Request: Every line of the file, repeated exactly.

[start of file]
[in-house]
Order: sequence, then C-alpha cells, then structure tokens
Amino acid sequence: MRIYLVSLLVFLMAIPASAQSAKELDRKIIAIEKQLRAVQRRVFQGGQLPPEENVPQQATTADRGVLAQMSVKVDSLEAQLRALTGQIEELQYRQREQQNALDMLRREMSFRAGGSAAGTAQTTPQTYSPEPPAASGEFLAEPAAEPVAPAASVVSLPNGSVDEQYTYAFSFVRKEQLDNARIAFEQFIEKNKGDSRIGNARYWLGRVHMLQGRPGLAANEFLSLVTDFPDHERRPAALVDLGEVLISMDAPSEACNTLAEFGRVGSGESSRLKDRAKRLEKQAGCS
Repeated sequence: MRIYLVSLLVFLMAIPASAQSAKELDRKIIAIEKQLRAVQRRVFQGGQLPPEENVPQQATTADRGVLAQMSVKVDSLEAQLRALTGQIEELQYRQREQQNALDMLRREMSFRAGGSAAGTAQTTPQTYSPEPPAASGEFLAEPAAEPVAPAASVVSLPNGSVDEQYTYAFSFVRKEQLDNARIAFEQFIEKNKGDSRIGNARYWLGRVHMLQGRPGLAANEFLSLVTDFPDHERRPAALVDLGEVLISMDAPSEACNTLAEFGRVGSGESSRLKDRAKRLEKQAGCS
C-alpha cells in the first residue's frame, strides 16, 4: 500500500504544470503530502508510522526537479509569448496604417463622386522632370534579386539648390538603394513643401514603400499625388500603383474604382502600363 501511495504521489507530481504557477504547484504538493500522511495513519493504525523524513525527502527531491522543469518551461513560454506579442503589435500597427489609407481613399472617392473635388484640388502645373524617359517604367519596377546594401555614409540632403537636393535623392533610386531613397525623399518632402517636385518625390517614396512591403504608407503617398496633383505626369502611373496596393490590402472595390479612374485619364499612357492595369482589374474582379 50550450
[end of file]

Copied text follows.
[in-house]
Order: sequence, then C-alpha cells, then structure tokens
Amino acid sequence: MRIYLVSLLVFLMAIPASAQSAKELDRKIIAIEKQLRAVQRRVFQGGQLPPEENVPQQATTADRGVLAQMSVKVDSLEAQLRALTGQIEELQYRQREQQNALDMLRREMSFRAGGSAAGTAQTTPQTYSPEPPAASGEFLAEPAAEPVAPAASVVSLPNGSVDEQYTYAFSFVRKEQLDNARIAFEQFIEKNKGDSRIGNARYWLGRVHMLQGRPGLAANEFLSLVTDFPDHERRPAALVDLGEVLISMDAPSEACNTLAEFGRVGSGESSRLKDRAKRLEKQAGCS
Repeated sequence: MRIYLVSLLVFLMAIPASAQSAKELDRKIIAIEKQLRAVQRRVFQGGQLPPEENVPQQATTADRGVLAQMSVKVDSLEAQLRALTGQIEELQYRQREQQNALDMLRREMSFRAGGSAAGTAQTTPQTYSPEPPAASGEFLAEPAAEPVAPAASVVSLPNGSVDEQYTYAFSFVRKEQLDNARIAFEQFIEKNKGDSRIGNARYWLGRVHMLQGRPGLAANEFLSLVTDFPDHERRPAALVDLGEVLISMDAPSEACNTLAEFGRVGSGESSRLKDRAKRLEKQAGCS
C-alpha cells in the first residue's frame, strides 16, 4: 500500500504544470503530502508510522526537479509569448496604417463622386522632370534579386539648390538603394513643401514603400499625388500603383474604382502600363 501511495504521489507530481504557477504547484504538493500522511495513519493504525523524513525527502527531491522543469518551461513560454506579442503589435500597427489609407481613399472617392473635388484640388502645373524617359517604367519596377546594401555614409540632403537636393535623392533610386531613397525623399518632402517636385518625390517614396512591403504608407503617398496633383505626369502611373496596393490590402472595390479612374485619364499612357492595369482589374474582379 50550450